“We’re proud of farmers’ accomplishments cleaning water, with an average phosphorus reduction of 55 percent over the last 16 years,” said Barbara Miedema, vice president of the Sugar Cane Growers Cooperative. “When the BMP program was first envisioned in 1991, no one imagined it would be this effective over the long term. It’s an example of the kind of success that can be achieved in partnership with scientists and farmers, who roll up their sleeves to get the job done.”

In addition to improving water quality using high-tech sustainable practices, more than $200 million has been paid by farmers for the construction of Stormwater Treatment Areas (STAs) to further clean water. Built on 60,000 acres of former farmland, the STAs have reduced phosphorus to the Everglades Protection Area by an additional 1,470 metric tons. That’s in addition to the 2,400 metric tons of phosphorus removed by farmers.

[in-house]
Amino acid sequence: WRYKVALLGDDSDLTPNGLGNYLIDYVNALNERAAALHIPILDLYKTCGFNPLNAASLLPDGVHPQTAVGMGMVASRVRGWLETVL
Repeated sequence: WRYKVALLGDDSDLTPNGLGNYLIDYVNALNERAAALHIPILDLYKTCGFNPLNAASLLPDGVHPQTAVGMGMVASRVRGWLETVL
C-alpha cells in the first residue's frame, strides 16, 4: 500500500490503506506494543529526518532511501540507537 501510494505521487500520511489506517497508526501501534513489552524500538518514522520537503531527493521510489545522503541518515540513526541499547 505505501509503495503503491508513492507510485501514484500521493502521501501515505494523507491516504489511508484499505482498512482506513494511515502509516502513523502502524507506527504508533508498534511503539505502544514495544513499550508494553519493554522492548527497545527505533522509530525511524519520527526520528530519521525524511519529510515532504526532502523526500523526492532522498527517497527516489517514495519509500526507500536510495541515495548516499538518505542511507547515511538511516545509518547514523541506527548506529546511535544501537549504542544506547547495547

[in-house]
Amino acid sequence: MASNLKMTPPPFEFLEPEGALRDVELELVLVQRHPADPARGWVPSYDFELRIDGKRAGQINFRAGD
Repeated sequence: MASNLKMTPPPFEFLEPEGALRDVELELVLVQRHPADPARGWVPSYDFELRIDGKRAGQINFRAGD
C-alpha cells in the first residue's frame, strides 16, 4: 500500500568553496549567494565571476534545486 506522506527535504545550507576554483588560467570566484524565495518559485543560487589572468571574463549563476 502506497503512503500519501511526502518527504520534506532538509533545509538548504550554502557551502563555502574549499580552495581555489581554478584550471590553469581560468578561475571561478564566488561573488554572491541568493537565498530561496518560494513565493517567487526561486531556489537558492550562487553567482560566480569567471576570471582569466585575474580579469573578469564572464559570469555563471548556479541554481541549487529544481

“Along with being stable economic drivers and job providers for our state and county, farmers have a long track record of supporting and implementing Everglades restoration,” said Gaston Cantens, vice president of Florida Crystals Corporation. “Today’s record-breaking results are another example of the proven success of our sustainable practices and demonstrate the significant role our farms continue to play in protecting and preserving the Everglades ecosystem, as the design was intended.”

Florida Agriculture Fast Facts:

  • Supports 766,000 jobs
  • Generates $100 billion annual economic impact in Florida
  • Responsible for $3 billion in tax revenue for local and state government